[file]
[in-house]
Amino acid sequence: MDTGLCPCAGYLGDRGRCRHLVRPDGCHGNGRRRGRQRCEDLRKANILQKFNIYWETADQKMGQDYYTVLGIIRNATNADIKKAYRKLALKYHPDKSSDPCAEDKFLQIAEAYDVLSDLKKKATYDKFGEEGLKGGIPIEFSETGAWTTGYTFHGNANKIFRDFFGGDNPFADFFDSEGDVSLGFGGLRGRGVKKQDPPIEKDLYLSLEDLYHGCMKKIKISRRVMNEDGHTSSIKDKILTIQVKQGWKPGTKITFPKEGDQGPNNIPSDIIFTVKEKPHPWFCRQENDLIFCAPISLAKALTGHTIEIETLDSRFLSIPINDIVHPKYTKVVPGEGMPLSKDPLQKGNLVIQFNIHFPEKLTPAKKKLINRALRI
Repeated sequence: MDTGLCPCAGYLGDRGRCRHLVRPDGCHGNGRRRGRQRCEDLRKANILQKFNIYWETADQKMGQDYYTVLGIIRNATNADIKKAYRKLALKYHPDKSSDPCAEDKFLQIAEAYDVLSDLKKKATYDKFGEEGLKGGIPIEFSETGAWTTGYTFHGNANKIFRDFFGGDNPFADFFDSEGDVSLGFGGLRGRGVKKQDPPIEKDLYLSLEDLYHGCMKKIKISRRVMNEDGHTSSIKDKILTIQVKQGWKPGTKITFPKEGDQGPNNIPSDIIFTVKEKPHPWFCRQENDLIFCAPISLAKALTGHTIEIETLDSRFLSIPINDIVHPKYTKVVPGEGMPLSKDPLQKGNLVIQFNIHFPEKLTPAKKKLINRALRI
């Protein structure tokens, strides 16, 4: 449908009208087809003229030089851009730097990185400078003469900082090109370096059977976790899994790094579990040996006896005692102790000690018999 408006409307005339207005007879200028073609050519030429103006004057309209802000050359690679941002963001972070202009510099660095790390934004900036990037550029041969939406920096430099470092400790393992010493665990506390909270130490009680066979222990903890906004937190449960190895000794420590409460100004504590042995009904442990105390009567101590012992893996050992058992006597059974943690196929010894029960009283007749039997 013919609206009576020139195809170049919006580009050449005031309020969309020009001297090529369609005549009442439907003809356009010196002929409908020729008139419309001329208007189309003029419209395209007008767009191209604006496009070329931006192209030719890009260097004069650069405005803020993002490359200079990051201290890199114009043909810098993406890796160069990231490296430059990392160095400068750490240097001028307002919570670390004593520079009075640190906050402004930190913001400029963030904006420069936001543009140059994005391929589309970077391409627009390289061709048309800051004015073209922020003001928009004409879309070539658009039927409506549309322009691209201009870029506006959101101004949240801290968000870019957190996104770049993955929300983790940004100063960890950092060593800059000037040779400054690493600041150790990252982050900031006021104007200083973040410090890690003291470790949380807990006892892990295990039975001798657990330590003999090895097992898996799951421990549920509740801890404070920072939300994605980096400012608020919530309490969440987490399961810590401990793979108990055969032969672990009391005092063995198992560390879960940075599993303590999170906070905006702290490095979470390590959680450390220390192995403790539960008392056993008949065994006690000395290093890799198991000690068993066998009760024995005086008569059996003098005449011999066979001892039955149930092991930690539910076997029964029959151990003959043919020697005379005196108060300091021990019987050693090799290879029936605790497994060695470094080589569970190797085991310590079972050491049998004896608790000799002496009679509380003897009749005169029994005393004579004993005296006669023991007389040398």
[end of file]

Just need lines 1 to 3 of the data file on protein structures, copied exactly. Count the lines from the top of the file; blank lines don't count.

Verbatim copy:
[in-house]
Amino acid sequence: MDTGLCPCAGYLGDRGRCRHLVRPDGCHGNGRRRGRQRCEDLRKANILQKFNIYWETADQKMGQDYYTVLGIIRNATNADIKKAYRKLALKYHPDKSSDPCAEDKFLQIAEAYDVLSDLKKKATYDKFGEEGLKGGIPIEFSETGAWTTGYTFHGNANKIFRDFFGGDNPFADFFDSEGDVSLGFGGLRGRGVKKQDPPIEKDLYLSLEDLYHGCMKKIKISRRVMNEDGHTSSIKDKILTIQVKQGWKPGTKITFPKEGDQGPNNIPSDIIFTVKEKPHPWFCRQENDLIFCAPISLAKALTGHTIEIETLDSRFLSIPINDIVHPKYTKVVPGEGMPLSKDPLQKGNLVIQFNIHFPEKLTPAKKKLINRALRI
Repeated sequence: MDTGLCPCAGYLGDRGRCRHLVRPDGCHGNGRRRGRQRCEDLRKANILQKFNIYWETADQKMGQDYYTVLGIIRNATNADIKKAYRKLALKYHPDKSSDPCAEDKFLQIAEAYDVLSDLKKKATYDKFGEEGLKGGIPIEFSETGAWTTGYTFHGNANKIFRDFFGGDNPFADFFDSEGDVSLGFGGLRGRGVKKQDPPIEKDLYLSLEDLYHGCMKKIKISRRVMNEDGHTSSIKDKILTIQVKQGWKPGTKITFPKEGDQGPNNIPSDIIFTVKEKPHPWFCRQENDLIFCAPISLAKALTGHTIEIETLDSRFLSIPINDIVHPKYTKVVPGEGMPLSKDPLQKGNLVIQFNIHFPEKLTPAKKKLINRALRI